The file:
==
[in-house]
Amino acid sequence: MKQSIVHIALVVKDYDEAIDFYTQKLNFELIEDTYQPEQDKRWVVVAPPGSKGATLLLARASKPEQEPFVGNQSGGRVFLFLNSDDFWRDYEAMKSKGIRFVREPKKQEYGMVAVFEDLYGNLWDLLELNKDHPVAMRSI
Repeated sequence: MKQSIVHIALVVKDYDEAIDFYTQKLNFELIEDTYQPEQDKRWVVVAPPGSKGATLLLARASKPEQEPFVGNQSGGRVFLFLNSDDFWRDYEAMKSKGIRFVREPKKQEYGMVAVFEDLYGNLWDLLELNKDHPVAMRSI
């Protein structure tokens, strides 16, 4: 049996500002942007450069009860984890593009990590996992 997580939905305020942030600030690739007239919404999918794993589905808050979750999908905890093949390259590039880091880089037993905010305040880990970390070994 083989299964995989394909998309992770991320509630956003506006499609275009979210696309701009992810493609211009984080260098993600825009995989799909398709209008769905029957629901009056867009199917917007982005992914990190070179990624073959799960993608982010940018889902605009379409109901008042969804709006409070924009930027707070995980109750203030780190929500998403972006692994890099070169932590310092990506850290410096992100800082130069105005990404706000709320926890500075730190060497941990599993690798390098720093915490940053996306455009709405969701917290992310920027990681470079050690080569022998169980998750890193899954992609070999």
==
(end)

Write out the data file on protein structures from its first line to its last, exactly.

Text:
[in-house]
Amino acid sequence: MKQSIVHIALVVKDYDEAIDFYTQKLNFELIEDTYQPEQDKRWVVVAPPGSKGATLLLARASKPEQEPFVGNQSGGRVFLFLNSDDFWRDYEAMKSKGIRFVREPKKQEYGMVAVFEDLYGNLWDLLELNKDHPVAMRSI
Repeated sequence: MKQSIVHIALVVKDYDEAIDFYTQKLNFELIEDTYQPEQDKRWVVVAPPGSKGATLLLARASKPEQEPFVGNQSGGRVFLFLNSDDFWRDYEAMKSKGIRFVREPKKQEYGMVAVFEDLYGNLWDLLELNKDHPVAMRSI
């Protein structure tokens, strides 16, 4: 049996500002942007450069009860984890593009990590996992 997580939905305020942030600030690739007239919404999918794993589905808050979750999908905890093949390259590039880091880089037993905010305040880990970390070994 083989299964995989394909998309992770991320509630956003506006499609275009979210696309701009992810493609211009984080260098993600825009995989799909398709209008769905029957629901009056867009199917917007982005992914990190070179990624073959799960993608982010940018889902605009379409109901008042969804709006409070924009930027707070995980109750203030780190929500998403972006692994890099070169932590310092990506850290410096992100800082130069105005990404706000709320926890500075730190060497941990599993690798390098720093915490940053996306455009709405969701917290992310920027990681470079050690080569022998169980998750890193899954992609070999």